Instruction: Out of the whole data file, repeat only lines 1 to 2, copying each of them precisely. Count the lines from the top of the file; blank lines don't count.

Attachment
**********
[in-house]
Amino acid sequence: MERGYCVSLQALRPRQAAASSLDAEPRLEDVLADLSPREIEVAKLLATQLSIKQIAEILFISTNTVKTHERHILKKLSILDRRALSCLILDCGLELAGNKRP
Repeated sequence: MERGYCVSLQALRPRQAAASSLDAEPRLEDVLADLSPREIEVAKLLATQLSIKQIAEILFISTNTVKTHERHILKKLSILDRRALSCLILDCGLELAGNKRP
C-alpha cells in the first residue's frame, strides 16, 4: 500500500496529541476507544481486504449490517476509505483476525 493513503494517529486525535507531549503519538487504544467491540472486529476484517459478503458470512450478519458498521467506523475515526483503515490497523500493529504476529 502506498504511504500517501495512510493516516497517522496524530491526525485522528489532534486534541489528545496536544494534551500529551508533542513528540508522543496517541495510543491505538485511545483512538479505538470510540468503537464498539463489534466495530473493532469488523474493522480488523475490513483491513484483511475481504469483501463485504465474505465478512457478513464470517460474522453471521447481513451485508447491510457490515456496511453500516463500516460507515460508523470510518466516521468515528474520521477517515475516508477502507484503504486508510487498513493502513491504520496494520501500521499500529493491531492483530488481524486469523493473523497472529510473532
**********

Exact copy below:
[in-house]
Amino acid sequence: MERGYCVSLQALRPRQAAASSLDAEPRLEDVLADLSPREIEVAKLLATQLSIKQIAEILFISTNTVKTHERHILKKLSILDRRALSCLILDCGLELAGNKRP